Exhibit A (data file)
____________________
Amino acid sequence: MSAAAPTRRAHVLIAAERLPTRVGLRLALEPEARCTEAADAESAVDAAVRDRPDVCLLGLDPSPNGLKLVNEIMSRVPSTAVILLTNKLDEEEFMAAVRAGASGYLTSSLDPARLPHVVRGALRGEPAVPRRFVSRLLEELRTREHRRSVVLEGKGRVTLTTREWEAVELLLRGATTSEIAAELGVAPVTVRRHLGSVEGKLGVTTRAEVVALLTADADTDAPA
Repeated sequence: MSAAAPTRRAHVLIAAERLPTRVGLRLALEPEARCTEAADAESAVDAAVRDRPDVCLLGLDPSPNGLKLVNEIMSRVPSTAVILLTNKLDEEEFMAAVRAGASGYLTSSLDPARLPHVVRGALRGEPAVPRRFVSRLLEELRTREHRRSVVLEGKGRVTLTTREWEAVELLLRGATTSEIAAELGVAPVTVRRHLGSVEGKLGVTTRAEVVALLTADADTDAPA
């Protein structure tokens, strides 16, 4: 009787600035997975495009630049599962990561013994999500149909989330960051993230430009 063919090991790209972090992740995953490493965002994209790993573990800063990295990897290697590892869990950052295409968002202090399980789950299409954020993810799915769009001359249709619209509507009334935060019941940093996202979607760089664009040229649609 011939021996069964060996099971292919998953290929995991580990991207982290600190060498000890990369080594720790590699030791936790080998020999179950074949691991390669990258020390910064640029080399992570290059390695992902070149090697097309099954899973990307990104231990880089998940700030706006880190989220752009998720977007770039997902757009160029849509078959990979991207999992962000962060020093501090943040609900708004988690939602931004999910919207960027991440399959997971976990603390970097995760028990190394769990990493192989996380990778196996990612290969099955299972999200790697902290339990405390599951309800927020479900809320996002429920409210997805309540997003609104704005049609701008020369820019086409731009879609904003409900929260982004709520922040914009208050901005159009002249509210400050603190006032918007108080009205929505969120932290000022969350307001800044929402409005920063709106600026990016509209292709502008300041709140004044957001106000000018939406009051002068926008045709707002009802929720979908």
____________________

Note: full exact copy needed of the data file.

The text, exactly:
Amino acid sequence: MSAAAPTRRAHVLIAAERLPTRVGLRLALEPEARCTEAADAESAVDAAVRDRPDVCLLGLDPSPNGLKLVNEIMSRVPSTAVILLTNKLDEEEFMAAVRAGASGYLTSSLDPARLPHVVRGALRGEPAVPRRFVSRLLEELRTREHRRSVVLEGKGRVTLTTREWEAVELLLRGATTSEIAAELGVAPVTVRRHLGSVEGKLGVTTRAEVVALLTADADTDAPA
Repeated sequence: MSAAAPTRRAHVLIAAERLPTRVGLRLALEPEARCTEAADAESAVDAAVRDRPDVCLLGLDPSPNGLKLVNEIMSRVPSTAVILLTNKLDEEEFMAAVRAGASGYLTSSLDPARLPHVVRGALRGEPAVPRRFVSRLLEELRTREHRRSVVLEGKGRVTLTTREWEAVELLLRGATTSEIAAELGVAPVTVRRHLGSVEGKLGVTTRAEVVALLTADADTDAPA
């Protein structure tokens, strides 16, 4: 009787600035997975495009630049599962990561013994999500149909989330960051993230430009 063919090991790209972090992740995953490493965002994209790993573990800063990295990897290697590892869990950052295409968002202090399980789950299409954020993810799915769009001359249709619209509507009334935060019941940093996202979607760089664009040229649609 011939021996069964060996099971292919998953290929995991580990991207982290600190060498000890990369080594720790590699030791936790080998020999179950074949691991390669990258020390910064640029080399992570290059390695992902070149090697097309099954899973990307990104231990880089998940700030706006880190989220752009998720977007770039997902757009160029849509078959990979991207999992962000962060020093501090943040609900708004988690939602931004999910919207960027991440399959997971976990603390970097995760028990190394769990990493192989996380990778196996990612290969099955299972999200790697902290339990405390599951309800927020479900809320996002429920409210997805309540997003609104704005049609701008020369820019086409731009879609904003409900929260982004709520922040914009208050901005159009002249509210400050603190006032918007108080009205929505969120932290000022969350307001800044929402409005920063709106600026990016509209292709502008300041709140004044957001106000000018939406009051002068926008045709707002009802929720979908």